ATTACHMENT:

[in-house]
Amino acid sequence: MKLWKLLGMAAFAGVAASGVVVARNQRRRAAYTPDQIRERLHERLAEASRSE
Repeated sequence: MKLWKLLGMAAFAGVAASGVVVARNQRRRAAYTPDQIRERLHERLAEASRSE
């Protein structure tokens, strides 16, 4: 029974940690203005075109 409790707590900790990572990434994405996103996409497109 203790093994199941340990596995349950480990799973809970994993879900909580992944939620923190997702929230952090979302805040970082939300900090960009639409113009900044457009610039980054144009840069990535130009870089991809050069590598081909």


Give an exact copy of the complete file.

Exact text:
[in-house]
Amino acid sequence: MKLWKLLGMAAFAGVAASGVVVARNQRRRAAYTPDQIRERLHERLAEASRSE
Repeated sequence: MKLWKLLGMAAFAGVAASGVVVARNQRRRAAYTPDQIRERLHERLAEASRSE
């Protein structure tokens, strides 16, 4: 029974940690203005075109 409790707590900790990572990434994405996103996409497109 203790093994199941340990596995349950480990799973809970994993879900909580992944939620923190997702929230952090979302805040970082939300900090960009639409113009900044457009610039980054144009840069990535130009870089991809050069590598081909």